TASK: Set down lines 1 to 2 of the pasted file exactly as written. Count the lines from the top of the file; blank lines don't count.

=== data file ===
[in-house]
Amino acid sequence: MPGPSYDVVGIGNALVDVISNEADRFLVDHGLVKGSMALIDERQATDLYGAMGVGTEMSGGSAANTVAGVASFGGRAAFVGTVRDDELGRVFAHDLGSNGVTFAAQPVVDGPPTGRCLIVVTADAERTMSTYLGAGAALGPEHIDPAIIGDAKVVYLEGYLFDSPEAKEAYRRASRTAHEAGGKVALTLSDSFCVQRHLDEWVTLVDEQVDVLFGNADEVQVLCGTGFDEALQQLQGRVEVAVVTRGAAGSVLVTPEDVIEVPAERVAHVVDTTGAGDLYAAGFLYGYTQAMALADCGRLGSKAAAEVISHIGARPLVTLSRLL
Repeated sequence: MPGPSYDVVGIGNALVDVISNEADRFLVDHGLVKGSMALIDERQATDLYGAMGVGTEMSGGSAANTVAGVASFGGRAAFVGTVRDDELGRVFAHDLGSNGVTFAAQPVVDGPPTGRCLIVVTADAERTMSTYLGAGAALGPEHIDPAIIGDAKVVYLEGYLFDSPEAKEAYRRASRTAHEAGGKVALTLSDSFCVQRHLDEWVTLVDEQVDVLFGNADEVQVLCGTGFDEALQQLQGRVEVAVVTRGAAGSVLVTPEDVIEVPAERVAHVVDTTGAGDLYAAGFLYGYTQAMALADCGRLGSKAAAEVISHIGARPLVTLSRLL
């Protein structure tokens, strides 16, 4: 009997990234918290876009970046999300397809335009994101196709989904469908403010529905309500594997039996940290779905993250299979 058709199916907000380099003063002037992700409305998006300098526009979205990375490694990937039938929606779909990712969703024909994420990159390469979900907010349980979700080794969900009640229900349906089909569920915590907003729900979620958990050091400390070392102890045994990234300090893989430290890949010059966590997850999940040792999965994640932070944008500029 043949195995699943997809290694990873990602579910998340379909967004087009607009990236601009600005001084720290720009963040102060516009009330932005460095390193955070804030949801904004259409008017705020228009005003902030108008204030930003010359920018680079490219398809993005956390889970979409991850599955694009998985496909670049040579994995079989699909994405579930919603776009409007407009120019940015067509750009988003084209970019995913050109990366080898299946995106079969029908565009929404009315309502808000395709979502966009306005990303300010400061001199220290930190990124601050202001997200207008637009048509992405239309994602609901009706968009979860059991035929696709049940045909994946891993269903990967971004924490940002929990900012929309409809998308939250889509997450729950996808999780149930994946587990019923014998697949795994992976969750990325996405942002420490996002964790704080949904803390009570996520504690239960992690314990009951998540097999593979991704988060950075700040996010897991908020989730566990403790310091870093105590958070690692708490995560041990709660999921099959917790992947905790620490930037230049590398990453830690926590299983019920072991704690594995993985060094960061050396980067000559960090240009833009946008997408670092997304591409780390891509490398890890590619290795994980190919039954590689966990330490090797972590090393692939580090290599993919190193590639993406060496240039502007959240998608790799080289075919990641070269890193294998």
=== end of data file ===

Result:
[in-house]
Amino acid sequence: MPGPSYDVVGIGNALVDVISNEADRFLVDHGLVKGSMALIDERQATDLYGAMGVGTEMSGGSAANTVAGVASFGGRAAFVGTVRDDELGRVFAHDLGSNGVTFAAQPVVDGPPTGRCLIVVTADAERTMSTYLGAGAALGPEHIDPAIIGDAKVVYLEGYLFDSPEAKEAYRRASRTAHEAGGKVALTLSDSFCVQRHLDEWVTLVDEQVDVLFGNADEVQVLCGTGFDEALQQLQGRVEVAVVTRGAAGSVLVTPEDVIEVPAERVAHVVDTTGAGDLYAAGFLYGYTQAMALADCGRLGSKAAAEVISHIGARPLVTLSRLL